It’s all a giant leap from the pre-9/11 days, when the “command” center had no e-mail, no external network links, in fact. Emergency data was transmitted by printers and fax machines. “No one can deny the impact of that day and the lessons learned,” notes Ingraham. “There is an element of war here. Whenever you are faced with an emergency situation, it is a battle. I am not a military guy, but I have studied history. And throughout history you’ve found that when there are equal forces on each side, the guy with the best intelligence wins.”
Ingraham has also outfitted the agency with 20 HP iPAQ handhelds running Microsoft Pocket PC. The vital role of the iPAQs are as mapping tools. D.C.’s EMA relies on ESRI’s ArcGIS 8.3 geographic software on its servers to handle street maps and location data for the entire district. On the iPAQs, the agency uses the mobile version of ArcGIS, ArcPad, to plan and coordinate activities at the point of action. Rather than having to play a ping-pong game of physically examining locations, then checking paper maps and then repeating the process, EMA personnel carry the District in their pockets—they can store about one-quarter of the city’s maps on a single CompactFlash card. “Our job is to gather as much information as possible as rapidly as possible,” Ingraham explains, “then get it to the decision-makers and back out to the field as quickly as possible. Speed is essential.”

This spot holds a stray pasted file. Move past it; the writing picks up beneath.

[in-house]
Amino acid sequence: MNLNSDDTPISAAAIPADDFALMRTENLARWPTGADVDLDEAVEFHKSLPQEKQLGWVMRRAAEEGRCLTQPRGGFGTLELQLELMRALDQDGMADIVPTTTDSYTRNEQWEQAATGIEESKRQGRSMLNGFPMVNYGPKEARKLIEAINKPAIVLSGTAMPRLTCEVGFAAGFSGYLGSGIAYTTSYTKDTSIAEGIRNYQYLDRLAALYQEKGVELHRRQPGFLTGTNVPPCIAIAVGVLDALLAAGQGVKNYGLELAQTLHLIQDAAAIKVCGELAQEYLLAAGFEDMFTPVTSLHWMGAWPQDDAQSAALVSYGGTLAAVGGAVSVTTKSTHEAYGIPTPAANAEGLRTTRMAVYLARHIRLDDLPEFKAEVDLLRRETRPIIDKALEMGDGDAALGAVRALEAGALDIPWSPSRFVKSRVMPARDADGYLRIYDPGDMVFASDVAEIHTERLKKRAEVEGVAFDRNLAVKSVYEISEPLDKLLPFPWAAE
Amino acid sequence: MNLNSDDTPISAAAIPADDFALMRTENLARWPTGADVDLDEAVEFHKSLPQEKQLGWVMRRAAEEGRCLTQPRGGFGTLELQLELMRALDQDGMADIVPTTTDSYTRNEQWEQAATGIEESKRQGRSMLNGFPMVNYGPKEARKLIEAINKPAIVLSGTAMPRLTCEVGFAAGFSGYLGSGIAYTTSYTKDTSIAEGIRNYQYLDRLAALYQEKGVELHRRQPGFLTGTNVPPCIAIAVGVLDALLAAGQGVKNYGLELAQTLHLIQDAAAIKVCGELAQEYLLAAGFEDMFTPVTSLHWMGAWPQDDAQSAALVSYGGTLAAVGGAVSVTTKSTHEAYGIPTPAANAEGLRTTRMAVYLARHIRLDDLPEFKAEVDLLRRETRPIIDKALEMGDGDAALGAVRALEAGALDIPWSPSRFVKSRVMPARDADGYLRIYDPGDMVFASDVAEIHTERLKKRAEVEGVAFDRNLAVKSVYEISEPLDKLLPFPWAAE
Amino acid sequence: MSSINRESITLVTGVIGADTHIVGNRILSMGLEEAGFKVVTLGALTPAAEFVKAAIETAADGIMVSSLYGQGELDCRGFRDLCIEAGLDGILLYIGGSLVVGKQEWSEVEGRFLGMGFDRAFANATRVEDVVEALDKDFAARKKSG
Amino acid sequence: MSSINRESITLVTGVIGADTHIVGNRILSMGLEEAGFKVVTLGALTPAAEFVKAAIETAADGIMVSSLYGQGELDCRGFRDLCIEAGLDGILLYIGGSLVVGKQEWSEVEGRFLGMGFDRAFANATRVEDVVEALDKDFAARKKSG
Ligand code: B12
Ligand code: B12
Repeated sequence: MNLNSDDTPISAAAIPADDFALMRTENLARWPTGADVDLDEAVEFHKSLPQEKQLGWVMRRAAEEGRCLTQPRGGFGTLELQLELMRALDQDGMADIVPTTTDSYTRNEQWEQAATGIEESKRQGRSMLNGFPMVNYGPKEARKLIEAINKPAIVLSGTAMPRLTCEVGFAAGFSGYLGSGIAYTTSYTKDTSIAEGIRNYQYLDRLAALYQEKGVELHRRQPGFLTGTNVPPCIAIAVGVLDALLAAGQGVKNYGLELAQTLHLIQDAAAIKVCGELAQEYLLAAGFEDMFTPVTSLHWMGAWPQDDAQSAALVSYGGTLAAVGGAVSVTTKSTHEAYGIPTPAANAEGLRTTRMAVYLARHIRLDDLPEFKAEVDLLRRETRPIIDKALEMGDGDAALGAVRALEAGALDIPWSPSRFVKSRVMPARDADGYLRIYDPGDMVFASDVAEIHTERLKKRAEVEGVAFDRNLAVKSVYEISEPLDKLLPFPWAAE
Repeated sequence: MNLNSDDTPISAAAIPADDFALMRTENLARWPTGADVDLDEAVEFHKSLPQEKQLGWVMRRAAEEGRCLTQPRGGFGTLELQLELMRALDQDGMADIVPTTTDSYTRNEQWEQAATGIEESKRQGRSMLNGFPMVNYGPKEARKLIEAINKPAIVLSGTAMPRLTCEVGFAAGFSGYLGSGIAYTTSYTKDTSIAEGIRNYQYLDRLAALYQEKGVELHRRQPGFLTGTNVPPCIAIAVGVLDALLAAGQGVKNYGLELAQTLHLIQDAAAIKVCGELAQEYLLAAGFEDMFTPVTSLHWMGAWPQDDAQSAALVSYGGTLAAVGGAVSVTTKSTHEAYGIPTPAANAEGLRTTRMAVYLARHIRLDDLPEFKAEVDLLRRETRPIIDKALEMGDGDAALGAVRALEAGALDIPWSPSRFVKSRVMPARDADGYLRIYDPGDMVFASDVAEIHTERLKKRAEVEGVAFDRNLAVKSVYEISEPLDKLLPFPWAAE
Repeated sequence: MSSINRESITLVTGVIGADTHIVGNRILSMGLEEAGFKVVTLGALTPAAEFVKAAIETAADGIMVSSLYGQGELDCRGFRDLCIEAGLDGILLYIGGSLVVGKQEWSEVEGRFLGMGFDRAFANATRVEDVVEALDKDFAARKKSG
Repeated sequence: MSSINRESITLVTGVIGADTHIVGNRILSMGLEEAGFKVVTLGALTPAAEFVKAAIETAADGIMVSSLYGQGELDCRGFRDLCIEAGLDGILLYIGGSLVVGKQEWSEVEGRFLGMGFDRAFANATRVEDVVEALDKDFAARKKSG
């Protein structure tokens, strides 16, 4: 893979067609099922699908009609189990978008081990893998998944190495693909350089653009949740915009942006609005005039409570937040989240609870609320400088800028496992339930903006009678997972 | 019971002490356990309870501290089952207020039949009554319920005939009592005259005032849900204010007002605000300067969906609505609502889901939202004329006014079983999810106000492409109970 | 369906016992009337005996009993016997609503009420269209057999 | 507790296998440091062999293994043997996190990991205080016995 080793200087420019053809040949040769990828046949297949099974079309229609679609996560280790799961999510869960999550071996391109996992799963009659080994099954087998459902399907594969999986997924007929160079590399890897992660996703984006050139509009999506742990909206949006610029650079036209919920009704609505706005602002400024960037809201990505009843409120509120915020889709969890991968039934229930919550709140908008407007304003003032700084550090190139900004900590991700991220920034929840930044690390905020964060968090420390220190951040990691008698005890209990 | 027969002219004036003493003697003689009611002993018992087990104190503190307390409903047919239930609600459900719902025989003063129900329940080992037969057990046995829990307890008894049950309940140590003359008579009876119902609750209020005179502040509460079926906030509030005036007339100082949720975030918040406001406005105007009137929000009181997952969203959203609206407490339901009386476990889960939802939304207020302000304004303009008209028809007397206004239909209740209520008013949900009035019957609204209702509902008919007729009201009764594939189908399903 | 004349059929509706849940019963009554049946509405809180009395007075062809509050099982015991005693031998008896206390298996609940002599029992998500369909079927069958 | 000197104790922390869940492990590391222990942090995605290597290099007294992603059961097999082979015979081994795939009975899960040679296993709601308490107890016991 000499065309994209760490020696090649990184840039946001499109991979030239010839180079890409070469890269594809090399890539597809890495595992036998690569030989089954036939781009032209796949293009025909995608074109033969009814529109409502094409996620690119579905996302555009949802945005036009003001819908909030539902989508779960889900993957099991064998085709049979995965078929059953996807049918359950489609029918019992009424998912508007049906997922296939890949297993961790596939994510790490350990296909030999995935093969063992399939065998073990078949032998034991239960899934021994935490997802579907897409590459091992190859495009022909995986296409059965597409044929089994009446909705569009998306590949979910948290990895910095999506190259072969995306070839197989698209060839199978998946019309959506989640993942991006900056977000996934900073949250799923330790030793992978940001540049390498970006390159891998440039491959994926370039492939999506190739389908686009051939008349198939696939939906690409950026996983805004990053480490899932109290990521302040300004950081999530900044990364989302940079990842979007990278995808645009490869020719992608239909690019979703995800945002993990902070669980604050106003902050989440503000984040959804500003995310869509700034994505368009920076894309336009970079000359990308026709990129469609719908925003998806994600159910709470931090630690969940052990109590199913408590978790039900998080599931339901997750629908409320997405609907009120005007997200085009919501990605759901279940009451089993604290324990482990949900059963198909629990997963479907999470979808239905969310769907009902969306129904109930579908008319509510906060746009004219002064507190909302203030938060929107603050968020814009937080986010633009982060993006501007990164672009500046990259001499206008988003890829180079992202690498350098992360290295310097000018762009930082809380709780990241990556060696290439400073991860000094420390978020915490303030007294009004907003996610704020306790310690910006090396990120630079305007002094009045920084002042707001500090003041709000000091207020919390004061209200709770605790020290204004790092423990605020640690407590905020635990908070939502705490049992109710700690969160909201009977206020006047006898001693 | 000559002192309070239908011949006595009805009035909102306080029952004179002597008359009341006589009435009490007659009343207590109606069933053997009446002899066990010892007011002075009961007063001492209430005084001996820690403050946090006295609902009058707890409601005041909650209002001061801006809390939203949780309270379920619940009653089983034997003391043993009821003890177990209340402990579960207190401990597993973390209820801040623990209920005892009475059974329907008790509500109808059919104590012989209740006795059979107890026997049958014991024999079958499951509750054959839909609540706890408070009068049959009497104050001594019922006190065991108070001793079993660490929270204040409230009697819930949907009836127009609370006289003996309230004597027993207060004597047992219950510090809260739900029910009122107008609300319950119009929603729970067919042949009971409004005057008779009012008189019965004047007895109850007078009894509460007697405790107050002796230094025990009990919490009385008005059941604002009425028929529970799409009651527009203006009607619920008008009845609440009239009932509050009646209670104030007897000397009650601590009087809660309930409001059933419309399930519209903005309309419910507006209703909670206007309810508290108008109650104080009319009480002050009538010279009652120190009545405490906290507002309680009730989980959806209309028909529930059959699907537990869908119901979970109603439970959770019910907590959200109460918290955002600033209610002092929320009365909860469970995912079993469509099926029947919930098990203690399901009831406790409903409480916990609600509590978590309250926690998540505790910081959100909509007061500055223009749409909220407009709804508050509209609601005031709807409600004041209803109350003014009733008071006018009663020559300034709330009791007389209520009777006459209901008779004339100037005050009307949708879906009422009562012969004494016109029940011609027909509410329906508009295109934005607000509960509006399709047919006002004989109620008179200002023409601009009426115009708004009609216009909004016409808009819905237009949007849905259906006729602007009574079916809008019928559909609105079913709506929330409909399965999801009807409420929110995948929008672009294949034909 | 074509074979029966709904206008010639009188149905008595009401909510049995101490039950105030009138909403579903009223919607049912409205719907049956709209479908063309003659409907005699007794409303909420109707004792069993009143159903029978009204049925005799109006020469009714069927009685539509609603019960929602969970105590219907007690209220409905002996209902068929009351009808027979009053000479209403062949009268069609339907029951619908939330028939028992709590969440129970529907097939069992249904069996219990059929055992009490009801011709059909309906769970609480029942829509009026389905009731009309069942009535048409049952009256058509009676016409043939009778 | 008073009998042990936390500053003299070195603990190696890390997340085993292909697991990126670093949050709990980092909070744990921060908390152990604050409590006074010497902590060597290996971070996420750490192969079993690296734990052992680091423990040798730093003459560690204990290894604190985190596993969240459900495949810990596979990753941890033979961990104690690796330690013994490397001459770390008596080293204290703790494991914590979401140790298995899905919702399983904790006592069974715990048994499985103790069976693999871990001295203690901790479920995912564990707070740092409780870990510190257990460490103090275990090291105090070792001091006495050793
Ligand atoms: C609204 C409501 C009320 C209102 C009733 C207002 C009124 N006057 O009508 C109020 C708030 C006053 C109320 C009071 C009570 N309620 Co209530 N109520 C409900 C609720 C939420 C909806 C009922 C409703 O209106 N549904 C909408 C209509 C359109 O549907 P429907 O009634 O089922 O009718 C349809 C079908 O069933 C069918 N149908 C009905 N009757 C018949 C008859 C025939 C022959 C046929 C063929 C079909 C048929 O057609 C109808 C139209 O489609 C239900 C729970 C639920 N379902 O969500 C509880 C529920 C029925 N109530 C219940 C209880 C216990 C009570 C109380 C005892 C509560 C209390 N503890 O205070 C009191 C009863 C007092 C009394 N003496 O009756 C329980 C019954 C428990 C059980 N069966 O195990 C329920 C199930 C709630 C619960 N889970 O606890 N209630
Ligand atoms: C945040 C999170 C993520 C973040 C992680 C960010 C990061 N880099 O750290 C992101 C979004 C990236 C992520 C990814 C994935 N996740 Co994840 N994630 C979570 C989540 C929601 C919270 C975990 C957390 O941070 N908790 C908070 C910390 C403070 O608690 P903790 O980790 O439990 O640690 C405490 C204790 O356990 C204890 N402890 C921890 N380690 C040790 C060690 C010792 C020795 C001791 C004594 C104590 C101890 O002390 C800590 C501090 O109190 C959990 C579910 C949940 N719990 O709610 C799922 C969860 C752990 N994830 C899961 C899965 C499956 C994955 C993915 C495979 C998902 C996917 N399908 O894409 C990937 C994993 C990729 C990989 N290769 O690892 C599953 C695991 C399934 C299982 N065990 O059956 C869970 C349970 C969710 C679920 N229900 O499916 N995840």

Mapping data displayed on the video screens at the command center can be translated to the city streets thanks to the handheld devices. “We use GIS for planning purposes, to examine how events will play out spatially,” Ingraham notes.
Every weekend between March and October, the EMA’s mobile command vans and its personnel are on the streets, monitoring events ranging from the Komen Race for the Cure breast cancer fundraiser to political rallies.
Earlier this year, EMA staffers were coordinating planning efforts for the national figure skating championships and the District’s annual marathon, which were being held simultaneously. When officials discovered that a portion of the marathon route cut through an area secured for the skating competition, EMA personnel grabbed their iPAQs, checked the mapping software and were able to immediately reroute the marathon without breaking stride.